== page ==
He tried getting comfortable, but something didn’t feel right. The fire smelled funny, for one thing, and his book was sticky. Tilting it towards the firelight, he saw the cover, and his hand were wet with red. He looked into the fire, and saw his wife’s eyes staring back.
All around the table, people were on the ground, crying silently, hoping to go unnoticed. The young man spread out on the table had no such luck, and his screams filled the air as Bree and Dan began to feed.
“I’m just saying, it wasn’t a good idea,” Josh tried again. “Those pants and that shirt? No. Just, no.” He glanced over as a car passed them. The woman driving had one hand on the wheel, and the other… “Seriously?” Josh muttered.
“What’s wrong?” Amy took her eyes off the road long enough to give him a questioning look.
“That woman.” He waved a hand at the car pulling off onto the exit ramp, disgust clear on his face.
“What about her?”
“Let’s just put it this way: she was not paying attention to the road.” He glared when Amy just laughed. “It’s disgusting! What if that’s a rental car? She’s getting her…stuff…all over the gear shift!”
“Like you haven’t done something like that behind the wheel of a car,” Amy said, still snickering.
“Mmhmm. Lies will get you nowhere, little man, and I know all about you and Ryan.”
He tightened his grip on his sword and shield, edging a step closer. The rabbits turned their beady eyes on him, and he remembered his clients claims of the Killer Rabbit of Caerbannog breeding with the local bunnies. He had thought they were kidding.
After the near deafening roar of the mack truck, the silence of the dusty desert road was a blessing. A ramshackle old house stood against a backdrop of the mountains in the distance. Somewhere between the house and the mountains, a dust storm had brewed.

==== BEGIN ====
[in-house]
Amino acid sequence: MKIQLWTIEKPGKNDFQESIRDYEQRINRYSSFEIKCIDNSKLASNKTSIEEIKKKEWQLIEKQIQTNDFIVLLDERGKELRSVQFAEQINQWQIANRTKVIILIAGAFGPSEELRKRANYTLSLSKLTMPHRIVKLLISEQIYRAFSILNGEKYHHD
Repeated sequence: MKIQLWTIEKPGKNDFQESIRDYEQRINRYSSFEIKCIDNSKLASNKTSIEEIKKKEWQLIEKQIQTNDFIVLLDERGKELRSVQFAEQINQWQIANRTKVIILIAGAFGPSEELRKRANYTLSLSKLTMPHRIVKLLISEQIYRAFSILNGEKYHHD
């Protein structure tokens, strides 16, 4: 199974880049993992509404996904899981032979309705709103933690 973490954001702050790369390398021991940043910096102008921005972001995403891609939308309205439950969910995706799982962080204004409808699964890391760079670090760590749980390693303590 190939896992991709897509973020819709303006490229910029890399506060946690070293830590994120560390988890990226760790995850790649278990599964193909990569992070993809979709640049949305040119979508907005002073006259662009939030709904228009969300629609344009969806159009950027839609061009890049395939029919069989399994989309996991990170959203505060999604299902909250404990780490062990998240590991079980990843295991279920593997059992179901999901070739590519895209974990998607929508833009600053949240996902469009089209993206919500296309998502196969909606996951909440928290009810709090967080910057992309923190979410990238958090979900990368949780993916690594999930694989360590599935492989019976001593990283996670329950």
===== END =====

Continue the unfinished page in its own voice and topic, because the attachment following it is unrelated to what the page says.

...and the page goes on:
I pulled the hood of my jacket up, and tied the bandana over my mouth and nose a little tighter. If what the lady at the bar told me is true, the answers I seek are in that little old house, and I’ll be damned if I’m going to let a bunch of dust and wind get in my way of uncovering the truth.
“I said no, Jim.”
Mike’s hand came to rest on Ben’s shoulder. Ben looked back at him. A long moment later, his shoulders slumped. “Fine. But this is your last chance, Jim. I’m serious.” He glared back at his husband. “And you stop taking his side. Seriously, what the hell?”
It’s late – this is the challenge from last week – but it’s here.
“Are you sure this is the right place, choti bahana?” Sarika cé Surya asked. “I’m not sensing anyone.”
Ash turned her attention away from her scrying plate to watch her sister twirl a makeshift staff around her body. Two hours ago, it had been a shovel. (“For disguise purposes,” Sarika had claimed.) Twenty minutes later, the wood had abruptly cracked, dropping the head to the ground behind them as they walked on.
“I’m positive.” Ash sent her vision higher. At the edge of her Sight, the city loomed, neon lights bright against the dark of the surrounding buildings – she could almost hear the honking of cars and chatter of people. Where she and her sister were though, huddled in the dark of the tunnel, all she could see was treetops and the road – empty for miles in both directions.
“I don’t get it.” Her shoulders slumped. “I followed the directions exactly. This is the tunnel the Healer is supposed to be at. It has to be.” She dissolved the thin sheet of ice she was using as a scry plate, letting the ice melt and reform around her wrists as bracelets. “Why isn’t she here?”
(Thanks for the Hindi translation, Alex!)
They told me to put it down. So I did. Now I watched as the train rumbled down the track, taking them – and it – further away from me. I wonder: did it ever occur to them that I was holding onto it for their sake? Oh well. They’ll figure it out soon enough. In the meantime…
I buy another ticket, slipping onto the next train going the other way. The more distance between that….thing…and me, the better.
Jacob stopped and tugged the snow goggles off his face. After a week of planning, two days of traveling, and twelve hours hiking, the small box in his backpack getting heavier with ever step, he had finally reached his destination. Swinging the rucksack around to his front, he dug out the box, tracing the lines of his mother’s name carved into the side. He thumb caught the metal latch, and the box opened.
It was time to say goodbye.
This is what happens when you give me a writing prompt that just SCREAMS “write me!”
Dialogue only. Thank you Nikki for the prompt.